Wandering a little in afternoon ; took nourishment (Brand
and milk and water). Pulse 86, and fairly good. Sat with him
nearly all day. Self feeling better, but still seedy. Waganda
Wa-Islam impertinent : claim province of Mugema, and say they
won't work for king. Selim Bey wrote to me on subject.
25th May.â€”R. P. temp. 101Â° at 6 a.m. and 101 -4Â° but steady;
about 100 - 8Â° all day till 9 P.M., up to 101Â°; pulse weaker and
wandering a good deal. Pulse rose to 100; Moffat arrived
and consulted with Baxter : gave some champagne. Saw Selim
Bey ; pointed out the Wa-Islam not his business, he quite
26/A May. â€” R. P. dreadfully weak and wandering all day,
talking in Swahili a great deal ; got no sleep all night, and very
restless all day : temperature a shade better, varied only from
101-2Â° to 100-6Â°, till at 8.30 P.M. it went down to 99-8Â° ; he had
some sensible moments. Pulse rose to 120; he spoke to me
sensibly at 4 P.M. Wrote officially to Owen, explaining situation
as clearly as possible, got stores and Maxim gun ready to send out
to him. Self bad head all day.
THE MISSION TO UGANDA
27th May. â€” Raymond's temperature not bad â€” about 100Â° to
lOO^ ; but pulse weaker, bas risen to 130; breathing very-
laboured and rapid ; had been given bromide, but without effect;
has had no sleep for over two days now. Berkeley, Villiers,
Rhodes, and Moffat had relieved each other through night; all
report that he was restless, with quickened breathing and wander-
ing. Rhodes and Moffat with him all morning. I had to work.
CAPTAIN RAYMOND PORTAL S GRAVE.
At 1.30 P.M. I relieved Rhodes and thought R. looked
worse. Temperature at 1 rose to 102Â°, and at 2 to 103Â°; gave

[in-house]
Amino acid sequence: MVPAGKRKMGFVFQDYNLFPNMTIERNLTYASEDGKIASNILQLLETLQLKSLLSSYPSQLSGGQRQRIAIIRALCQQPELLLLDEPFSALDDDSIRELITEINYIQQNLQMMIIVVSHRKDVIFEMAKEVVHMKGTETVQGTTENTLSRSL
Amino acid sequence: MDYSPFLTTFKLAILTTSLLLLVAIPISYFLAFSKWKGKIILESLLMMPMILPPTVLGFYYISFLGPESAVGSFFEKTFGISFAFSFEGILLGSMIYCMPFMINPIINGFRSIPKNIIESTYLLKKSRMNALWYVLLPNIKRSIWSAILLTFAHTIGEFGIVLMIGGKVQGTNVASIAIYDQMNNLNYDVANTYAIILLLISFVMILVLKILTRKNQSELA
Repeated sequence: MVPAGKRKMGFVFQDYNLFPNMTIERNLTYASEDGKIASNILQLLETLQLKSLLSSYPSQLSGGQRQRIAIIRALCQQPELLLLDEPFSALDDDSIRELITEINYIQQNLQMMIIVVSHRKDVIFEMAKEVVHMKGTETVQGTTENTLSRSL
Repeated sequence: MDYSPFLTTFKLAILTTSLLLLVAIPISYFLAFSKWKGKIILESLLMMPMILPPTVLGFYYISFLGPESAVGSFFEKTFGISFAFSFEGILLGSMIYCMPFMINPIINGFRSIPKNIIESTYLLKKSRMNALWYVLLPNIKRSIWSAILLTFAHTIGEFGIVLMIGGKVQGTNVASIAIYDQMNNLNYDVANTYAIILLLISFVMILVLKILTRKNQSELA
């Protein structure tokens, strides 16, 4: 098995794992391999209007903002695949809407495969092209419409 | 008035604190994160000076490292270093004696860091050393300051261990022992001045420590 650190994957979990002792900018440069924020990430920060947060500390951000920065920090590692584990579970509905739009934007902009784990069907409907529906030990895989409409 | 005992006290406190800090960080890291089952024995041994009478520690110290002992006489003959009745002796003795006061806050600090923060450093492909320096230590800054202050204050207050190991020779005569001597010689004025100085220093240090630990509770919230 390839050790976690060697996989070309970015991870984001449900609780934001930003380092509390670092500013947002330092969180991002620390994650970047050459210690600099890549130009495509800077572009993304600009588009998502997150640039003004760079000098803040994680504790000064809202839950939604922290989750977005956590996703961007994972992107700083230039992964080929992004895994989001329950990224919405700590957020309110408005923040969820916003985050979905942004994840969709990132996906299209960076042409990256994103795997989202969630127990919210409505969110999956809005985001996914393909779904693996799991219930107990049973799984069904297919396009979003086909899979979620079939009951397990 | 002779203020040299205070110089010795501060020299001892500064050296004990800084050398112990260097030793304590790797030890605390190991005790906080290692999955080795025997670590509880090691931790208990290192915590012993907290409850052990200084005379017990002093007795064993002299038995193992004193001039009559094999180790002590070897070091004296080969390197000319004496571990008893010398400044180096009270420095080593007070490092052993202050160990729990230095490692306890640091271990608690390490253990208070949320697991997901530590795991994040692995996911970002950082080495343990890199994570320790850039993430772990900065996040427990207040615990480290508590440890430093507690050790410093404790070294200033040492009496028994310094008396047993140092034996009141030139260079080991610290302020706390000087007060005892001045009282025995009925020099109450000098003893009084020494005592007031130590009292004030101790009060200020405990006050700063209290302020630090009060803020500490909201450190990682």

him egg beaten in milk ; he very quiet and motionless ; at 4
temp, had risen to 104Â° and soon after to 105Â°; pulse and
heart weaker. Moffat sponged him all over with cold water ;
temperature fell to 104 , 2Â°; weakness and difficulty of breathing
increased. Gave hypodermic injection of carbonate of ammonia
twice, but no effect perceptible. Dr! Baxter came. We prayed.
All over about 5.30, quite quietly â€” motionless. Frank under-
took to see to everything. He is more than kind and tactful.
FUNERAL OF CAPTAIN PORTAL 241
28th May, Sunday. â€” Funeral was at 7.30 a.m. Frank had
arranged everything : officers in full dress, four on each side ;
firing party of Soudanese battalion under Arthur. Went to
English church at Namirembe j Bishop Tucker officiated; all
done quietly and well. Kind letter from Bishop Tucker. De-
cided to start Tuesday morning.
Extract from a Letter from Sir Gerald Portal
to Lady Alice Portal
Kampala, 2S(7i May 1893.
As you know, Baymond was sent out with Boddy
Owen to the Toru country in the west. He was to have been
sent back from there with a lot of Soudanese soldiers whom Owen
was commissioned to enlist and send in to Kampala. (It is quite
twelve to fourteen days' journey to where they were.)
On the 16th of May I happened to have come up here for a
day from Port Alice â€” (the new headquarters 22 miles off) â€” and